Applying the Value-Add Mindset to Class A Properties

Market forces require portfolio tweaks, but multifamily remains a key component of any balanced commercial real estate portfolio, notes Castle Lanterra's Elie Rieder.
Elie Rieder  Photo courtesy of Castle Lanterra

The strength of the multifamily market was in full force in 2019. Heavy transaction volume and high prices persisted as large amounts of capital looked to be deployed into the asset class.

At Castle Lanterra Properties, we believe multifamily remains and will continue to remain the most attractive major asset class from a risk-reward perspective. There are, however, important market shifts occurring that investors will want to take note of moving into the new decade.

Specifically, in certain markets, excessive amounts of capital chasing value-add investments have driven values up and yields down to levels that are similar to—or even lower than—traditionally less risky asset types such as Class A and Core. We saw the beginnings of this trend in 2019 in several of our markets, including Seattle, Denver, Tampa and Miami, and we expect this to continue.

Depending on the specific needs of your firm and the risk-reward profile of your portfolio, this could require strategy shifts moving forward. At CLP, we have started to shift our focus toward the Class A and Core market space and away from value-add properties, even though value-add has traditionally been our bread and butter. In some cases, we strategically exited value-add investments made earlier in the cycle so that we could redeploy capital into newer properties in infill locations.   

Room for Improvement

While market forces necessitated these strategy shifts given the risk-reward profile we adhere to, we believe that there are several benefits. First, by investing in Class-A multifamily or new construction in submarkets with long-term growth prospects, you eliminate the upfront costs of value-add. Second, you can still employ your firm’s existing value-add skills and mindset when purchasing these properties, focusing on those that have either been overlooked in the market, suffer from poor management, and/or have yet to completely season in the submarket due to quick lease-ups. This allows for additional returns by putting best-in-class management in place and improving marketing/leasing practices.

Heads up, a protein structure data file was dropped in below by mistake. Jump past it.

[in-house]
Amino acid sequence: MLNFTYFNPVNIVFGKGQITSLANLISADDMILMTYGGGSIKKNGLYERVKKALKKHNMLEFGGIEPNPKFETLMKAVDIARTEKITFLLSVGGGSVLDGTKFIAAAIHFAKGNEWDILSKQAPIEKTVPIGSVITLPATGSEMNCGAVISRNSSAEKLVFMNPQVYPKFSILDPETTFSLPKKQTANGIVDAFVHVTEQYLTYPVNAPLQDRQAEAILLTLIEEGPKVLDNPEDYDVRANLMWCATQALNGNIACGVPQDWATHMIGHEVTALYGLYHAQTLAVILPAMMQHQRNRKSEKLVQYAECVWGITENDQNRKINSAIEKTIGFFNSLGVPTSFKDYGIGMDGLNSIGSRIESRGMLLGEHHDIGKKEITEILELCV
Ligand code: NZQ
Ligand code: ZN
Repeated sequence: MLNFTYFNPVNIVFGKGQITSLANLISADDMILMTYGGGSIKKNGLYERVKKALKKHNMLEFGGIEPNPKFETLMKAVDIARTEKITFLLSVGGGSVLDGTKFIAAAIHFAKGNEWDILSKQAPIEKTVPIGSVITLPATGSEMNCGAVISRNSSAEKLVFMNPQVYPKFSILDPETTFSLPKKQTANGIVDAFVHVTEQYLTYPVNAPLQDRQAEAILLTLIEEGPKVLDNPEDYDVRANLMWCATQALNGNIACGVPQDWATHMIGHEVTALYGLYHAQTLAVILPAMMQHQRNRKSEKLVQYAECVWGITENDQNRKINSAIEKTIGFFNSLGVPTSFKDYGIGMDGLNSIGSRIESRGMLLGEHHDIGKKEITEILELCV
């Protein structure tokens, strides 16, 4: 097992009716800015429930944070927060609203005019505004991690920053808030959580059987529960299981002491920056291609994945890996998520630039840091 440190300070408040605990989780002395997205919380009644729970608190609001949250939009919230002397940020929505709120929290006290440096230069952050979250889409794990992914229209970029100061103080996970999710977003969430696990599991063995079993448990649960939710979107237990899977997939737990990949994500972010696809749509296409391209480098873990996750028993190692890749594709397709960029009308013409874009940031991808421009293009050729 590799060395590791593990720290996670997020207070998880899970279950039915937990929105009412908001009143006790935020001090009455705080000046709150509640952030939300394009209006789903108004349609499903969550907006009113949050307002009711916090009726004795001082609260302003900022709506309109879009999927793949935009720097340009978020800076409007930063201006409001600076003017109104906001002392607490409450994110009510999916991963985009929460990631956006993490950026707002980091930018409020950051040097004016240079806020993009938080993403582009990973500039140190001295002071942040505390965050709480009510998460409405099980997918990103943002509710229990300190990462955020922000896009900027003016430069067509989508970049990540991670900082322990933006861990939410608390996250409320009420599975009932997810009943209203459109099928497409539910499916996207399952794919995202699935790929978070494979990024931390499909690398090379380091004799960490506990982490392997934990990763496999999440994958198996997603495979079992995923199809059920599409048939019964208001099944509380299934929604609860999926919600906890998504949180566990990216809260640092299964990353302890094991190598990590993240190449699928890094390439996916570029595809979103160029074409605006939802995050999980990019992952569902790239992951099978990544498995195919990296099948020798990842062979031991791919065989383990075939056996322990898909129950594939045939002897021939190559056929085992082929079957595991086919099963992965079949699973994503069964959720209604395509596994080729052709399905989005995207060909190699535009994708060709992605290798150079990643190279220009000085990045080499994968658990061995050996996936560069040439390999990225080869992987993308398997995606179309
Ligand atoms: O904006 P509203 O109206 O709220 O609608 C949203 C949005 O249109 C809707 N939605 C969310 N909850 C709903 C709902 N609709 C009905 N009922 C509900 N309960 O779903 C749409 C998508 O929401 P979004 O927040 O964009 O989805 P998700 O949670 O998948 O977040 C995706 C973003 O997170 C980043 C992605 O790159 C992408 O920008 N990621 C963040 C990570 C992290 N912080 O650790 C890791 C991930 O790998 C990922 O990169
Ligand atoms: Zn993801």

Investing in apartments provides an inflation hedge and downside protection because the income allocation is spread out across a large number of leases, minimizing exposure if one or more tenants move out or default. This is not the case in other institutional real estate asset classes such as office or retail where anchor tenants can largely drive the success/failure of an investment. Also, apartment leases typically have a 12-month duration, providing the ability to adjust rents on an annual basis in line with inflation while office, industrial and retail are mainly defined by long-term leases that can erode income over time.

In addition, multifamily is less correlated to broader economic shifts when compared to other major asset classes. Not only is housing a fundamental human need, but rental demand in a downturn can benefit from a shift away from home ownership, as we saw in the last downturn. Economic downturns often more severely impact office and retail, where tenants can go out of business, and hospitality, where discretionary spending can drop quickly.

Although certain portfolio shifts may be necessary for multifamily investors moving into the latter stages of this real estate cycle, particularly as demand for value-add heats up in certain markets, multifamily will remain a key component of any balanced commercial real estate portfolio well into the new decade and beyond.

Elie Rieder is the founder and CEO of Castle Lanterra Properties